Is PR Dead?

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A few weeks ago I read a piece in PR week by former Edelman EMEA CEO Robert Phillips pronouncing that public relations is dead.  It’s something I’ve long said and Robert made some very valid points:

“PR is dead.  Its business model, dominated on the consultancy side by bloated networks selling bureaucracy over transformation and generalists over deep expertise, is broken. Its philosophy – rooted in selling stuff to consumers, rather than addressing societal needs – is exhausted. A transparent world exposes the tired deceits of message management and spin. “

I couldn’t agree more.  The industry’s business model – pay us a large amount of money on the promise of something we can’t measure – is done.  Sure, companies still line up to purchase, but retainer fees are falling – they have been for the last 15 years – and scepticism about the value is at an all time high.  The ‘PR’ process – [it’s actually publicity, but…] of press releases, media pitching, interviews and coverage [if you’re lucky] doesn’t work in the real-time internet world. As for transparency… who knows what their PR company actually does?

Had he stopped here, I’d have agreed wholeheartedly with Robert.  But he didn’t.  He goes on to talk about public leadership; a new, Robert claims, democratic form of communications strategy where everybody has a voice.  He is also co-founder consultancy that offers advisory  and transformation programmes around this new approach.  And, you’ve guessed it, a book that will be published later in the year.  I’m not sold on the new public leadership model and his argument starts to sound more a veiled attempt to disguise old PR tactics in new [Emperor’s?] clothes.

Then, over the weekend, I read a piece by Robert White, principal and founder of PR Matters that details 10 things that PR is NOT.  Dead is not one of them.  I also read Robert’s response to the other Robert’s PR Week article, entitled Why claims that PR is dead are dead wrong.  White makes some interesting points but I found myself disagreeing with many of the points he makes.

He starts by stating that, “In PR, we believe good communication (content) and a great reputation are built upon integrity, transparency, and evidence-based results – and that spin is bad PR, because it has no values or ethics.”

I’m not sure that communication good or bad is synonymous with content.  Actually, I’m pretty sure it’s not.  But this view does reflect the shift by many agencies away from media pitching and towards content.  The number of agencies now offering content marketing has grown significantly in the last year.  If you don’t understand the difference between PR and marketing, which many PR ‘professionals’ don’t, check out my definitions of PR, marketing and publicity for clarity.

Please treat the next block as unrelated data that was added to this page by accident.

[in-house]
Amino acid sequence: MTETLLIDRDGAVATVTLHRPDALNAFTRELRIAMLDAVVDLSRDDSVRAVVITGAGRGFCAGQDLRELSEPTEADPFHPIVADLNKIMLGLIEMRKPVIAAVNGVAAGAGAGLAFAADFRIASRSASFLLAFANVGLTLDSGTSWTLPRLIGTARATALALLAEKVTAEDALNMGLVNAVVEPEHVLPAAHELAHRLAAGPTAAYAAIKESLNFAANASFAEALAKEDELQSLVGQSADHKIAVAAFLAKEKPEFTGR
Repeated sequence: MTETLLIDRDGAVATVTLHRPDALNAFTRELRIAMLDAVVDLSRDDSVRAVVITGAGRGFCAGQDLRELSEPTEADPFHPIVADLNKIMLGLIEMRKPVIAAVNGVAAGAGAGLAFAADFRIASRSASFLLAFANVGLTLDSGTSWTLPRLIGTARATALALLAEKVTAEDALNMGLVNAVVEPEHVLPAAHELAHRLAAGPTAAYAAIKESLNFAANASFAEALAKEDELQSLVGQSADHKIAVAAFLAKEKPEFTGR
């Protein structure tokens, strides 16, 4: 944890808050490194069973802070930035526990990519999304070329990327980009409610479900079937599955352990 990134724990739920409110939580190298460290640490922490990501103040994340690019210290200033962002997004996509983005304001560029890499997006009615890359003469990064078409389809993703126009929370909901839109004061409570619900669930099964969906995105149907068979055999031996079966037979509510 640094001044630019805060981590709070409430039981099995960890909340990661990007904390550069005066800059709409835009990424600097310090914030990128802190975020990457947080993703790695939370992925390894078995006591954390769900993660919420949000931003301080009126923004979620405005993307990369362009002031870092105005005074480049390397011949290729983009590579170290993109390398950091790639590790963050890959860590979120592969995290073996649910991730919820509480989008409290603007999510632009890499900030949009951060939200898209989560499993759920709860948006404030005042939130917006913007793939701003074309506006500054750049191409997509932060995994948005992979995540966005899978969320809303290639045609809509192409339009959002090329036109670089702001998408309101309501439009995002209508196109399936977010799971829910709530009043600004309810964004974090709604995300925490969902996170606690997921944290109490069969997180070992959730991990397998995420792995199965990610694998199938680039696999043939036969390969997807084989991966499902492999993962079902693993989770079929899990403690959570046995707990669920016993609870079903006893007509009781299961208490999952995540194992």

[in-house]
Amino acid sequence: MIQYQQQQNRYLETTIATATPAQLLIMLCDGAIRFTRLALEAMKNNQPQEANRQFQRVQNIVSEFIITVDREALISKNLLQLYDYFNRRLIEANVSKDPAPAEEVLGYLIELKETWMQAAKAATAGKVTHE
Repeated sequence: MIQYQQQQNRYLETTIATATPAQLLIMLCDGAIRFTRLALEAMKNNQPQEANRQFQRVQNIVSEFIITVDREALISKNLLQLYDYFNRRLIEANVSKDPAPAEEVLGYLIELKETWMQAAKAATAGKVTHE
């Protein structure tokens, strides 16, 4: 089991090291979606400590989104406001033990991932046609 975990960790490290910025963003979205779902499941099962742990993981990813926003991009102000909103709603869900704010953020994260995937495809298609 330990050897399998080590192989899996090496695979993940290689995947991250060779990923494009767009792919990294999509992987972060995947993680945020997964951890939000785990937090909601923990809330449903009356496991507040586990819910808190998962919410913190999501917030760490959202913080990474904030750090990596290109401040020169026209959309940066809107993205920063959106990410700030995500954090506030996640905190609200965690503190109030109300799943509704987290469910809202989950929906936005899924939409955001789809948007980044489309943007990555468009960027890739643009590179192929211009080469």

Spin is next up for Robert White, offering three reasons why Phillips’ assertion that the industry needs to escape the association with the image of PR as helping to bend the truth is incorrect.  I’m not convinced that any of them stand up to scrutiny.  White states that, “PR professionals hate spin and what it stands for. Any self-respecting PR person, agency, or group will do everything we can to convince management of the dangers and tremendous risks to an organization’s reputation if they do try to spin.” 

Which sounds a bit too much like spin to me. While there are some like White [and Robert Phillips and me] that may consider it bad form, you only have to read the website of a PR company to see how common it is.  Pick any agency’s site that come up in Google organic search results and tell me I’m wrong!

I could go on, but I’ll spare you a blow-by-blow commentary of the two articles. You can read them yourselves and draw your own conclusions.  To use Robert White’s conclusion, quoting Launcelot [Gobbo] in The Merchant of Venice, “the truth will out”.  I agree.  And it may come as a shock to many PR ‘professionals!

White concludes by saying that, “public relations is and always will be an effective channel of communication to make sure this happens.” Of that I’m not convinced. I’m not sure many of the traditional industry’s customers are either – most of the people I talk with think that traditional PR is over-priced, a combination of smoke and mirrors, un-transparent and delivers little tangible value.

To apply one of the frequently-used adages of our industry, ‘perception is reality’ what we think is irrelevant.  If our customers believe it to be true then it is time the industry woke up to it.

For what it’s worth, I think ‘PR’, at least the way that the majority of companies sell it; charge for it; talk about it; define it; and deliver it IS DEAD.  Public Relations professionals that don’t see that remain blissfully unaware of this fact are, I’d argue the walking dead.

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Photo from Flickr User MonsieurCaron                                                      Creative Commons